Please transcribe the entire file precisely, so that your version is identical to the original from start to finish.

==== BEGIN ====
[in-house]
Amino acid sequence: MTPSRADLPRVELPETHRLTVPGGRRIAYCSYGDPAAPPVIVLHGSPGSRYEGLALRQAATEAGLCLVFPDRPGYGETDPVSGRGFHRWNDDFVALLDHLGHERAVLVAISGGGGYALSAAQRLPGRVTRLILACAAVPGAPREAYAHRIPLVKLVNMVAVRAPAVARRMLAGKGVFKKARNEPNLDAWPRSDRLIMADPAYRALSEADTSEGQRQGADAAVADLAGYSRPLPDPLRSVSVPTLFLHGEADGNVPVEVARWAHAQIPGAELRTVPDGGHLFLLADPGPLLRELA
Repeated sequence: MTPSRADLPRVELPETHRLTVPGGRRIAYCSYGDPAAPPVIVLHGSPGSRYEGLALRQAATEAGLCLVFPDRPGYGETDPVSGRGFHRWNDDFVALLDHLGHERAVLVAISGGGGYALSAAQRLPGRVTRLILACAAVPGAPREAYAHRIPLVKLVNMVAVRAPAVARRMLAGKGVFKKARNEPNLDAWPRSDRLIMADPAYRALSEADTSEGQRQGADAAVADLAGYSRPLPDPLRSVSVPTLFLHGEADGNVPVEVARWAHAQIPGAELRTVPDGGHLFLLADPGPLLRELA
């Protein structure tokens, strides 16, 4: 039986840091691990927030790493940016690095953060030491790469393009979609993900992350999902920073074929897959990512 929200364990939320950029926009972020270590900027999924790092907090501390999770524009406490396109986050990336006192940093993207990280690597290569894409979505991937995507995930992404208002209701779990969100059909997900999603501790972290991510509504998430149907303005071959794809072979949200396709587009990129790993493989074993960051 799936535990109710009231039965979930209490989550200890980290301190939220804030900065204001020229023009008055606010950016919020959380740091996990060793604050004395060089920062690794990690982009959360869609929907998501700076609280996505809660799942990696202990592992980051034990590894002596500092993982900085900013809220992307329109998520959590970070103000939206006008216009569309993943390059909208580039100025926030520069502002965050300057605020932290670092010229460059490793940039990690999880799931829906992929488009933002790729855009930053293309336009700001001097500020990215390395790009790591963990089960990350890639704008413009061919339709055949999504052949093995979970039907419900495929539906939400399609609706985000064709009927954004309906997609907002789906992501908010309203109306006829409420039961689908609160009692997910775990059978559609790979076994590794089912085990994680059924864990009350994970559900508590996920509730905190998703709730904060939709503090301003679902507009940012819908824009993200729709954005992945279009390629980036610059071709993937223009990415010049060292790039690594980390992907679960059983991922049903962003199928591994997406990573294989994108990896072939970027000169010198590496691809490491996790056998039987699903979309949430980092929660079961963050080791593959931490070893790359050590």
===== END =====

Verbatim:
[in-house]
Amino acid sequence: MTPSRADLPRVELPETHRLTVPGGRRIAYCSYGDPAAPPVIVLHGSPGSRYEGLALRQAATEAGLCLVFPDRPGYGETDPVSGRGFHRWNDDFVALLDHLGHERAVLVAISGGGGYALSAAQRLPGRVTRLILACAAVPGAPREAYAHRIPLVKLVNMVAVRAPAVARRMLAGKGVFKKARNEPNLDAWPRSDRLIMADPAYRALSEADTSEGQRQGADAAVADLAGYSRPLPDPLRSVSVPTLFLHGEADGNVPVEVARWAHAQIPGAELRTVPDGGHLFLLADPGPLLRELA
Repeated sequence: MTPSRADLPRVELPETHRLTVPGGRRIAYCSYGDPAAPPVIVLHGSPGSRYEGLALRQAATEAGLCLVFPDRPGYGETDPVSGRGFHRWNDDFVALLDHLGHERAVLVAISGGGGYALSAAQRLPGRVTRLILACAAVPGAPREAYAHRIPLVKLVNMVAVRAPAVARRMLAGKGVFKKARNEPNLDAWPRSDRLIMADPAYRALSEADTSEGQRQGADAAVADLAGYSRPLPDPLRSVSVPTLFLHGEADGNVPVEVARWAHAQIPGAELRTVPDGGHLFLLADPGPLLRELA
């Protein structure tokens, strides 16, 4: 039986840091691990927030790493940016690095953060030491790469393009979609993900992350999902920073074929897959990512 929200364990939320950029926009972020270590900027999924790092907090501390999770524009406490396109986050990336006192940093993207990280690597290569894409979505991937995507995930992404208002209701779990969100059909997900999603501790972290991510509504998430149907303005071959794809072979949200396709587009990129790993493989074993960051 799936535990109710009231039965979930209490989550200890980290301190939220804030900065204001020229023009008055606010950016919020959380740091996990060793604050004395060089920062690794990690982009959360869609929907998501700076609280996505809660799942990696202990592992980051034990590894002596500092993982900085900013809220992307329109998520959590970070103000939206006008216009569309993943390059909208580039100025926030520069502002965050300057605020932290670092010229460059490793940039990690999880799931829906992929488009933002790729855009930053293309336009700001001097500020990215390395790009790591963990089960990350890639704008413009061919339709055949999504052949093995979970039907419900495929539906939400399609609706985000064709009927954004309906997609907002789906992501908010309203109306006829409420039961689908609160009692997910775990059978559609790979076994590794089912085990994680059924864990009350994970559900508590996920509730905190998703709730904060939709503090301003679902507009940012819908824009993200729709954005992945279009390629980036610059071709993937223009990415010049060292790039690594980390992907679960059983991922049903962003199928591994997406990573294989994108990896072939970027000169010198590496691809490491996790056998039987699903979309949430980092929660079961963050080791593959931490070893790359050590």